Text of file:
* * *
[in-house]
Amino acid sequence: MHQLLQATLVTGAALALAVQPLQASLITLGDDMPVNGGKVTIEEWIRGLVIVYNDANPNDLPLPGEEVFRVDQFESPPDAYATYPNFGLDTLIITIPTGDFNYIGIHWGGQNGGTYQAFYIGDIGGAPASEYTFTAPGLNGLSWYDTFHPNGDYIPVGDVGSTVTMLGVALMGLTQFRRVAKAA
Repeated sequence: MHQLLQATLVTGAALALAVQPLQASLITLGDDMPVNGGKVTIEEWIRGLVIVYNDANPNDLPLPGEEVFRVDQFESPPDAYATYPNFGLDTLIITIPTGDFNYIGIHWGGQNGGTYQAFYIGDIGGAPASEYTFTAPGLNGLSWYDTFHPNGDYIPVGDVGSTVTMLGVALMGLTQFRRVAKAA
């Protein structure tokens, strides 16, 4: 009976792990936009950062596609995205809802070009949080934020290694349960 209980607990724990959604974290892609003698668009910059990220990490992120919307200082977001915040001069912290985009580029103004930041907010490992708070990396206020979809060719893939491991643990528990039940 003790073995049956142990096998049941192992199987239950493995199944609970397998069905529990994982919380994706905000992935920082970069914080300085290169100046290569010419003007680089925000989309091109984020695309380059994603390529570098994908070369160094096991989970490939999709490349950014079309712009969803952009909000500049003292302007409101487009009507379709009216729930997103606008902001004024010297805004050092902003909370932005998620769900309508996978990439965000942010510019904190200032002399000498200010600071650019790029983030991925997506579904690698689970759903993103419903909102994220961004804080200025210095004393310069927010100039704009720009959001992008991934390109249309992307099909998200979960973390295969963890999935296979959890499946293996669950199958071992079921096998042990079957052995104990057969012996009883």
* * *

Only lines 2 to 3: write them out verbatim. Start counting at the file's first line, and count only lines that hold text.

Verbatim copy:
Amino acid sequence: MHQLLQATLVTGAALALAVQPLQASLITLGDDMPVNGGKVTIEEWIRGLVIVYNDANPNDLPLPGEEVFRVDQFESPPDAYATYPNFGLDTLIITIPTGDFNYIGIHWGGQNGGTYQAFYIGDIGGAPASEYTFTAPGLNGLSWYDTFHPNGDYIPVGDVGSTVTMLGVALMGLTQFRRVAKAA
Repeated sequence: MHQLLQATLVTGAALALAVQPLQASLITLGDDMPVNGGKVTIEEWIRGLVIVYNDANPNDLPLPGEEVFRVDQFESPPDAYATYPNFGLDTLIITIPTGDFNYIGIHWGGQNGGTYQAFYIGDIGGAPASEYTFTAPGLNGLSWYDTFHPNGDYIPVGDVGSTVTMLGVALMGLTQFRRVAKAA